Molecular cloning reveals that the p160 myb-binding protein is a novel, predominantly nucleolar protein which may play a role in transactivation by Myb

Fiona J. Tavner, Richard Simpson, Shigeki Tashiro, Diane Favier, Nancy A. Jenkins, Debra J. Gilbert, Neal G. Copeland, Elizabeth M. Macmillan, Jodi Lutwyche, Rebecca A. Keough, Shunsuke Ishii, Thomas J. Gonda

Research output: Contribution to journalArticle

70 Scopus citations

Abstract

We have previously detected two related murine nuclear proteins, p160 and p67, that can bind to the leucine zipper motif within the negative regulatory domain of the Myb transcription factor. We now describe the molecular cloning of cDNA corresponding to murine p160. The P160 gene is located on mouse chromosome 11, and related sequences are found on chromosomes 1 and 12. The predicted p160 protein is novel, and in agreement with previous studies, we find that the corresponding 4.5-kb mRNA is ubiquitously expressed. We showed that p67 is an N-terminal fragment of p160 which is generated by proteolytic cleavage in certain cell types. The protein encoded by the cloned p160 cDNA and an engineered protein (p67*) comprising the amino-terminal region of p160 exhibit binding specificities for the Myb and Jun leucine zipper regions identical to those of endogenous p160 and p67, respectively. This implies that the Myb-binding site of p160 lies within the N-terminal 580 residues and that the Jun-binding site is C-terminal to this position. Moreover, we show that p67* but not p160 can inhibit transactivation by Myb. Unexpectedly, immunofluorescence studies show that p160 is localized predominantly in the nucleolus. The implications of these results for possible functions of p160 are discussed.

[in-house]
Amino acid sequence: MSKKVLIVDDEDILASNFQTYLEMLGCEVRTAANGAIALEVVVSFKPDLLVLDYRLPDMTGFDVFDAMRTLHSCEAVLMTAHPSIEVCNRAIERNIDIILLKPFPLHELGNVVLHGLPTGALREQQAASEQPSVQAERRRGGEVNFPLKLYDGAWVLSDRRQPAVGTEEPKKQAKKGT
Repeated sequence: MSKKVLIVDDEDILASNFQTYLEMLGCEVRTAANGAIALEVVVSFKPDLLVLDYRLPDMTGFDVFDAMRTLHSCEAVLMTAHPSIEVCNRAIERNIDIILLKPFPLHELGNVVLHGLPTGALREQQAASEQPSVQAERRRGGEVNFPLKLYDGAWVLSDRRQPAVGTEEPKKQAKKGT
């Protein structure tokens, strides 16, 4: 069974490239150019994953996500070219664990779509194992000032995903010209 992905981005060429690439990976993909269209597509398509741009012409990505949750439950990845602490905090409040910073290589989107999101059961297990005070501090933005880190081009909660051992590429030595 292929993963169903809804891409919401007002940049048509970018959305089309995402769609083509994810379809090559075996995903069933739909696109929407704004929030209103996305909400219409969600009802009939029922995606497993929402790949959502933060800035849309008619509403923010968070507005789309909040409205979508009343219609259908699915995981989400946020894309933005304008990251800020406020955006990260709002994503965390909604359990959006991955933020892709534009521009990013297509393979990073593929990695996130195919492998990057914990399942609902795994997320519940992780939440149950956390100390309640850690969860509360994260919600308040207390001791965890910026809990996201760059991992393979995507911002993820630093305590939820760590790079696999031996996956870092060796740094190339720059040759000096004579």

Original languageEnglish (US)
Pages (from-to)989-1002
Number of pages14
JournalMolecular and Cellular Biology
Volume18
Issue number2
DOIs
StatePublished - Feb 1998

ASJC Scopus subject areas

  • Molecular Biology
  • Cell Biology

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